Re-install computers using BitLocker and TPM




What will be the required procedure to re-install a Windows Vista computer
running BitLocker and TPM?

I assume decrypting the volume is required? Or is it sufficient to disable
BitLocker to be able to re-install Windows (if you don't want the data)?

To backup the TPM owner information to Active Directory I assume TPM must be

I'm just thinking of what the correct procedure for both re-installing and
decommission of computers with BitLocker and TPM.



Steve Riley [MSFT]

Do you want to reinstall Windows over top your existing install without
formatting your drive first (thus saving your documents and such)? If yes,
then it's probably easiest to switch BitLocker off, thus decrypting the
volume. Then you can reinstall, and finally switch BitLocker back on.

If you plan to format the drive and reload everything, I'm thinking there's
nothing special you need to do. The only question I can't answer now is
this: the TPM knows about your existing Windows. If you wipe and reinstall,
will that process also replace the TPM's existing info? I'll follow up with
an answer once I get one.

Note this is different than disabling BitLocker. Disabling leaves the volume
encrypted, but stores a clear-text key on the volume. This is useful when
you want to update the computer's BIOS. There's a good description of the
differences between switching off and disabling--including the different
two-step processes for each--at\



So if support want to re-install a computer completely to give to another
user they will not need to do anything. I would have imagined that they
needed to decrypt the volume to be allowed to format or delete a partition
protected by BitLocker? I have not tried it yet.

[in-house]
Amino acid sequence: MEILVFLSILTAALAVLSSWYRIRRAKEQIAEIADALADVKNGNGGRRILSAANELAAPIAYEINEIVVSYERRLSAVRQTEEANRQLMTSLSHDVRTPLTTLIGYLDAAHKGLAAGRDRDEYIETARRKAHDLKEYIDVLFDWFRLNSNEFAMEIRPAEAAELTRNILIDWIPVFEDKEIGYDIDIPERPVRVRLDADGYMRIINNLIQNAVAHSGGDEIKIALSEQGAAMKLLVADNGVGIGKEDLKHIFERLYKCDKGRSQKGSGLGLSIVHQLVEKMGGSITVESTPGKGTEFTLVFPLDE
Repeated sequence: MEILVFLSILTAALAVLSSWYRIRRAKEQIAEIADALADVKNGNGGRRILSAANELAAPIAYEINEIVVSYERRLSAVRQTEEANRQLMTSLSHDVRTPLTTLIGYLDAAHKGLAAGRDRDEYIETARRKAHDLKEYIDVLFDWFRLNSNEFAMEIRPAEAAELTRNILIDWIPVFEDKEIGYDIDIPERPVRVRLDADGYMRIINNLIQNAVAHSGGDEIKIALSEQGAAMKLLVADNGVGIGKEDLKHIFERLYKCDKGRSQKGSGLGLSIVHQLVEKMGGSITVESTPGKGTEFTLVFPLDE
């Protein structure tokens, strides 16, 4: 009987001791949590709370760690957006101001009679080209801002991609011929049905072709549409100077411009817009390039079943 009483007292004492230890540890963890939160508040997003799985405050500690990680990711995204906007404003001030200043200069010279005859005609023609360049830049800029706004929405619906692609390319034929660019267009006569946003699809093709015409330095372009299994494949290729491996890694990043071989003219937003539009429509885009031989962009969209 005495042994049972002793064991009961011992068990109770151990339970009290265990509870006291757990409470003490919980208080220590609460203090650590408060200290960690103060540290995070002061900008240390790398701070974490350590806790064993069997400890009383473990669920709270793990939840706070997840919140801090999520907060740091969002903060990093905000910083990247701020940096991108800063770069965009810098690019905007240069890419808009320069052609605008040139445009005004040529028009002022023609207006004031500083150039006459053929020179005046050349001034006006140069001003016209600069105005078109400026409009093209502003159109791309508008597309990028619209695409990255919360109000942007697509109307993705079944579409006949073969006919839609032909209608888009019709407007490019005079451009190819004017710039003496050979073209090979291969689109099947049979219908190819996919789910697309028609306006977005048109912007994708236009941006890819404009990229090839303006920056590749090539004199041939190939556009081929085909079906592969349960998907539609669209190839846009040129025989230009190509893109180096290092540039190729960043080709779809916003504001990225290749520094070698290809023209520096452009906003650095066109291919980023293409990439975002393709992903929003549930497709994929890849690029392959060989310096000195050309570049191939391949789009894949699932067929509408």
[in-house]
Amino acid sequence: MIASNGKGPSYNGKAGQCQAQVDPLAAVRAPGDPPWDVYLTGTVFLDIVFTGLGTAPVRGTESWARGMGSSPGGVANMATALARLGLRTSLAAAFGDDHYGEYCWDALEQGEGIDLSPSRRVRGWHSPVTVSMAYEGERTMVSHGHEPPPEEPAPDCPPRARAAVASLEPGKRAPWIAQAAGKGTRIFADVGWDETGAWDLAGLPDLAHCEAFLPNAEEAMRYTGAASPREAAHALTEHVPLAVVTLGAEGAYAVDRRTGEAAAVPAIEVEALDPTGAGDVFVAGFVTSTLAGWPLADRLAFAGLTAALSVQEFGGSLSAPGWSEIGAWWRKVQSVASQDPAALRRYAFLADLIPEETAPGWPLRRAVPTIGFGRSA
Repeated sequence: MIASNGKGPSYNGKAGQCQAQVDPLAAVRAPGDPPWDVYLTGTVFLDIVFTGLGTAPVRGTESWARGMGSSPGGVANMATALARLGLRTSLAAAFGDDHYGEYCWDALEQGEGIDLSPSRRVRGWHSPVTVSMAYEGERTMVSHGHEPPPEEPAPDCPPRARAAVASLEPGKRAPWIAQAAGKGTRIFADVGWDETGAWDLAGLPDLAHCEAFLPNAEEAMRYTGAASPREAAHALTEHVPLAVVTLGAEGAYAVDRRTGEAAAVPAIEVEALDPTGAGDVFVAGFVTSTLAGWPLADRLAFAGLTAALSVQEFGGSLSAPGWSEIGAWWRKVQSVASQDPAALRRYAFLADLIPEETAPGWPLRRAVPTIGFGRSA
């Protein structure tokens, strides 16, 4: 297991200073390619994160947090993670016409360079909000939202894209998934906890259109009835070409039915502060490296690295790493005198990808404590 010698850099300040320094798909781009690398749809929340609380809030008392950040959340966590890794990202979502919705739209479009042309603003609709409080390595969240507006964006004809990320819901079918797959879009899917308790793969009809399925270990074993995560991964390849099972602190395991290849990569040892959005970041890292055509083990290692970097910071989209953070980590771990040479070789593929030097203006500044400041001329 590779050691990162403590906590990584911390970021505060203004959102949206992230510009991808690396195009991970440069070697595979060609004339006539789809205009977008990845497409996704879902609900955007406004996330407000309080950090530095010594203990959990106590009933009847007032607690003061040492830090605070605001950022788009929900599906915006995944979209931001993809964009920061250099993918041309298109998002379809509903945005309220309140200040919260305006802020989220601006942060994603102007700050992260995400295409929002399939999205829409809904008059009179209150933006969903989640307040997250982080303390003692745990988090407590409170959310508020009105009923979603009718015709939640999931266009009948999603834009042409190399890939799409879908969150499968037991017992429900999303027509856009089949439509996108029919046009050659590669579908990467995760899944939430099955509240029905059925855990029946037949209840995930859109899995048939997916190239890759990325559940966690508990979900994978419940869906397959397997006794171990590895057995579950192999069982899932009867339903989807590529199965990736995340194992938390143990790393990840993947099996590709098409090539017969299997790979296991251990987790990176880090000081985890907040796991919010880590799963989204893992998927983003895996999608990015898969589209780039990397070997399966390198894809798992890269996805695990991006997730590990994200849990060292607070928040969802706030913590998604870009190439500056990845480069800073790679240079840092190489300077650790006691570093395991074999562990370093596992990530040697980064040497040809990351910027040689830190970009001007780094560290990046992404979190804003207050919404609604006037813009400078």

My quess would be that I need to re-initialize the TPM, that will surely be
required if I want to backup the TPM owner information to AD. However would
the correct procedure be to clear TPM first before re-installing the computer?

Looking forward to additional information from you as this is vital in how
to plan maintenance and support tasks for computers using TPM and BitLocker.



Hello again

OK, I have tested wiping a encrypted partition and it's no problem :)

Regarding disabling BitLocker, do you know where the plain text key is
stored when BitLocker is disabled?

Is there a automated way to disable BitLocker? I know that this would
compromise security, however as far as I understand - the TPM + BitLocker
will prevent the usage of vendor utilities (such as HP SSM, OpenManage, DCCU
etc) to automatically distribute BIOS updates.

Are there any documentation available from Microsoft describing the steps
required for TPM - such as re-initialize or reset from BIOS if you forget to
disable TPM (when in Windows) before re-installing Windows?

Thank you!


Steve Riley [MSFT]

BitLocker uses a series of keys to protect data. The first key is called the
storage root key (SRK). This key is kept in one of four locations:

* the TPM chip (in platform configuration register 11)
* a USB drive (if you're using BitLocker without a compatible TPM)
* partially in the TPM and partially on a USB drive (this is TPM+USB)
* partially in the TPM and partially in your brain (this is TPM+PIN, our
recommended choice)

Once you boot the computer and the SRK is supplied to Windows, BitLocker
uses that to decrypt the volume master key (VMK) which is stored in the
metadata area of the encrypted volume. Windows uses this key, in turn to
decrypt the full-volume encryption key (FVEK). Finally, BitLocker uses the
FVEK to decrypt sectors as they're read from the disk.

When you disable (not switch off) BitLocker, Windows deletes the SRK from
the TPM and replaces the VMK with a clear-text key.

I'm not aware of any automated way to disable BitLocker. This would be a
serious security breach, as you write. Requiring you to successfully boot
Windows before you can disable BitLocker eliminates the ability for an
attacker to undo your protection without your knowledge. I haven't seen any
specific documentation about reinstalls. It's a good question, though; I'll
check with the doc folks.

Steve Riley
(e-mail address removed)


Thnak you for your reply, I'll be looking forward to your follow-up regarding
the re-install documentation.


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